Part 1 The End of a Life Journey: The Big Move.
With my father's health failing we were finally able to convince him that living closer to my brother and I, we would be able to help care for him better. Moving him here from Bullhead, Arizona, became quite the family project. My two sisters (Deborah and Donna) came in from out of town to help pack him up, along with help from my husband (Mike), brother-in-law (Alex) and brother (Charlie). They emptied the house, paired his belongings down to a trailer full of his treasures, and left behind an overflowing commercial size dumpster. That was after gifting all the neighbors and giving big donations to the Salvation Army.
My dad wanted to still have his independence, which we respected, so we found him a sweet little apartment in our small town, Del Norte, Colorado. The landlord overlooked their “One Dog Only” rule and allowed him to have both of his furry children (which I am convinced is why he still had the will to live). Elaine, the owner of the building, bent over backwards to help my father in every way she could: from paperwork, to advice, and she even made offers to drive him to appointments if we weren't available.
Downsizing my father was very timely. It's amazing how many treasures one can accumulate in a life time. The transition went fairly smooth. My father seemed to enjoy his new surroundings. It was a special time setting up his new cozy apartment with all the basics one really needs, including leaving his vehicle behind. Alex and Mike found him a wonderful second-hand electric wheel chair.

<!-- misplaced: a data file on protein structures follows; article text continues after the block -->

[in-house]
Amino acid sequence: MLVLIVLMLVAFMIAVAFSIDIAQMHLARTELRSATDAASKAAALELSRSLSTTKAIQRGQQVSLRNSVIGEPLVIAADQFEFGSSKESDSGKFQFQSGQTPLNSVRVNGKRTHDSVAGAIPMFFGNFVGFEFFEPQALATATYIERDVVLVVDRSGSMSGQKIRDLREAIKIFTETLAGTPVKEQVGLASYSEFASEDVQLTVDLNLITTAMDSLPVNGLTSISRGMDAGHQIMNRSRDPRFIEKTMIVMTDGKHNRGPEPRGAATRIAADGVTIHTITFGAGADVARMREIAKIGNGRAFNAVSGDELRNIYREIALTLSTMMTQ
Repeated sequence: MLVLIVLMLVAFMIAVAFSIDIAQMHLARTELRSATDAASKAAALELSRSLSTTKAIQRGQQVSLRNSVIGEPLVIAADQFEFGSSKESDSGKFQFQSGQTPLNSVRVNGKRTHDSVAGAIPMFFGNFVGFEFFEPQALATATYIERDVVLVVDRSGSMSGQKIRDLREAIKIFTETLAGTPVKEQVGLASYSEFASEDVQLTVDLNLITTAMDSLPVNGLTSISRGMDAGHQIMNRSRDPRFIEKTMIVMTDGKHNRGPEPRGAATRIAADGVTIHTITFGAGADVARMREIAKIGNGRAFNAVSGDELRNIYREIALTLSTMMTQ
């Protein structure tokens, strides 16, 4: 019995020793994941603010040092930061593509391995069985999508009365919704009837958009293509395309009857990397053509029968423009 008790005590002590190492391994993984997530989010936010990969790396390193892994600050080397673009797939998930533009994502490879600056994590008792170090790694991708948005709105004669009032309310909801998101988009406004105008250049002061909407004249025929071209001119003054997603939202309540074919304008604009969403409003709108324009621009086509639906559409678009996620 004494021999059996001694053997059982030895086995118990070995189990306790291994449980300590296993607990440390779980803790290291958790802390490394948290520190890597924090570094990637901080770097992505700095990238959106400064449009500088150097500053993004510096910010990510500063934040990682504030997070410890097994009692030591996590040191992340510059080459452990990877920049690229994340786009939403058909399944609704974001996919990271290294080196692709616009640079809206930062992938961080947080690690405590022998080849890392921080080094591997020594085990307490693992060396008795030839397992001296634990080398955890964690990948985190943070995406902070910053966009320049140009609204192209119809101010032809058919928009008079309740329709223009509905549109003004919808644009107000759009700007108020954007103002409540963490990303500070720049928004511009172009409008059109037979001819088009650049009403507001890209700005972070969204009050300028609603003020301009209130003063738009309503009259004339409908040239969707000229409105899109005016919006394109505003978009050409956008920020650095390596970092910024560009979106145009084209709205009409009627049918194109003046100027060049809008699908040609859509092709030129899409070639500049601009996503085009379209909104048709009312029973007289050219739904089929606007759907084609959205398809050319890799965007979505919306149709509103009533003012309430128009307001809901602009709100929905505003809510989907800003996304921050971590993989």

Electric Wheelchair 101
I was helping my father unpack and I got this notion, “Hey Dad, why don't you ride your new wheel chair down with me to walk the dogs and empty some trash?” “Okay,” Dad said as he climbed in the chair. I put one small dog, Baby, on his lap and grabbed a bag of trash and the leash of his second dog, Scooby. We got in the hallway and, unbeknownst to us, the chair was set on high. Dad pushed the lever forward and shot down the hall like a rocket! He was swerving from side to side, yelling obscenities all the way down the hall with what could only be described as a severe case of Tourettes. I'm running behind him with a big trash bag bouncing in the air and poor Scooby sliding, not walking, behind me. “Dad, let go of the lever!!!” My father reaches the elevator in record time, swings into the glass walled waiting area and almost catapults himself through the window. I run up behind him with my heart racing. Before I could say a word, the elevator door slides open and my Dad shoots in, hand still full throttle on the lever. He slams into the wall with the wheels still spinning. The carpet began to get sucked up into the wheels! “Hand off the lever, Dad!” Unfortunately, that was my father's introduction to the electric wheel chair and to his new neighbors. We had fun practicing with that a few days later, once we could both breathe again! Although it scared the heck out of me that night, I can't tell this story with out laughing out loud now. I know that if I had a camera that evening I would be a rich woman today!
Calling All Angels
We got my dad all kinds of special assistance through Medicaid, which took a little work. He made about one hundred dollars over the limit to qualify. This glitch would have prevented him from being able to receive thousands of dollars worth of much needed assistance. I still have a problem understanding the logic behind “the harder one works in life the more one gets penalized in the end” when it comes to government regulations. Elaine was a huge help.